The Asset Owners Disclosure Project (AODP) has slammed global pension funds, saying they failed their “first post-COP 21 test”, a climate risk-related shareholder resolution at ANZ Bank.

A sovereign wealth fund that voted against the resolution has set out its defence to IPE.

The AODP and Australian Centre for Corporate Responsibility (ACCR) proposed the resolution, which asked the bank to report on its exposure to climate change risk and carbon-intensive businesses and to set reduction targets.

A separate resolution was lodged calling for greater shareholder rights.

The resolutions were voted on at ANZ Bank’s AGM in Adelaide, Australia, on 17 December and were defeated.

The climate risk-related resolution drew only 5.4% of votes.

It had been the focus of a shareholder campaign in Australia, with superannuation fund members encouraged to urge their funds to vote for the resolution.

CalPERS, the Californian public sector pension fund, and two Australian institutions – Vision Super and Australian Ethical Investment – are reported to have supported the motion.

The outcome of the vote triggered scathing criticism from the AODP, which said institutional investors were failing to follow through on their climate change commitments, and so soon after the global agreement reached in Paris.

Julian Poulter, chief executive at the AODP, said: “With the ink not yet dry on the investor commitments from COP21, I imagine UNFCCC and the investor groups are scratching their heads.

“COP21 was packed to the rafters with investors talking up climate risk, but, give them their first chance to prove they can actually follow through, and they fall dramatically short.”

He went on to refer to a “major accountability problem” for pension funds and “an even worse climate risk issue”, and called for “a complete overhaul” of how pension and superfunds disclose their voting intentions.

“Regulators can’t allow them to deceive their members over climate change by creating promises and then voting in the other direction or, worse still, making poor excuses for the banks,” said Poulter.

New Zealand sovereign wealth fund NZ Super was one of the ANZ Bank shareholders to vote against the resolution.

BlackRock, Northern Trust and State Street Global Advisers manage the superannuation fund’s global equity holdings, and all three opposed.

NZ Super Fund does not have members but set out to IPE its reasons for not supporting the motion.

A spokeswoman for the superannuation fund said that, when selecting managers, it places a strong emphasis on responsible investment and engagement capabilities.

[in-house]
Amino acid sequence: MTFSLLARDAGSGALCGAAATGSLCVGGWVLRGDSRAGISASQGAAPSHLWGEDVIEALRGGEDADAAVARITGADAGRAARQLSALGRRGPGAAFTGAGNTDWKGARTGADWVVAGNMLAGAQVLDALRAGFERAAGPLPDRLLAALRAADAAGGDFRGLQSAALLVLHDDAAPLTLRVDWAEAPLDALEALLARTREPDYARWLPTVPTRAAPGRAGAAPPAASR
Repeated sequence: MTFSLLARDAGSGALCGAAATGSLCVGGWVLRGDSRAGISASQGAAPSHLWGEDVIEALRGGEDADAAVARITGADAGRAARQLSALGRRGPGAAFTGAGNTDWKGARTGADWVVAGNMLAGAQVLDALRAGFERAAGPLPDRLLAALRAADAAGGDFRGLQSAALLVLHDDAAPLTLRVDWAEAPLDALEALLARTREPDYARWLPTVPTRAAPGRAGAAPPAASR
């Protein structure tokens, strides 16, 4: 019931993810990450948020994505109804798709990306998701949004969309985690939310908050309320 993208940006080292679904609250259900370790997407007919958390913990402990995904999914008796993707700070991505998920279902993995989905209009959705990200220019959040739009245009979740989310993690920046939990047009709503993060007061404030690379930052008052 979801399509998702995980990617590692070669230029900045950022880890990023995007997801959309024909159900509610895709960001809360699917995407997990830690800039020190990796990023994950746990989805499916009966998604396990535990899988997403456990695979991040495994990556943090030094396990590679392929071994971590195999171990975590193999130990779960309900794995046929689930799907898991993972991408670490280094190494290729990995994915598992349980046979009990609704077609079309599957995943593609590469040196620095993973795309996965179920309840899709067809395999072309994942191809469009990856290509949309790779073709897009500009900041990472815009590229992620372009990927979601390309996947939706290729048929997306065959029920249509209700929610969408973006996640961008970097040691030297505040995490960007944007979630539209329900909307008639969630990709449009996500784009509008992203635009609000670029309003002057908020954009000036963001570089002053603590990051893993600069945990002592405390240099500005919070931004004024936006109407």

“We note that ANZ has been reported as a leader in climate change disclosure according to the Carbon Disclosure Project, to which we are a signatory,” she said.

“We prefer to focus our engagement efforts on companies that are not so transparent, encouraging them to improve their disclosures.”

NZ Super has a long-term strategy to increase its exposure to alternative energy and energy with low carbon intensity, she pointed out.

The fund is part of the Carbon Disclosure Group and Investor Group on Climate Change and has directly invested $305m (€281m) in alternative energy over the last two or so years.

It disclosed why its external managers voted against the resolution.

BlackRock and Northern Trust both said it called for reporting already provided by the company, so its approval would lead to “unnecessary duplication of legal and voluntary disclosures”.

State Street Global Advisors, meanwhile, voted against the shareholder proposal “based on our assessment and understanding of ANZ’s current approach to climate change”.

The manager came to the decision after engaging with ANZ on the matter of the resolution.

It also noted that “a global taskforce on climate-related financial disclosures is expected to issue recommendations and best practices for financial institutions at the end of 2016”.

This appears to be a reference to the taskforce announced by the Financial Stability Board (FSB) on 4 December.

IPE understands that the scope of its work is likely to be larger than just financial institutions’ reporting and to include non-financial companies’ disclosure, but this has not yet been decided.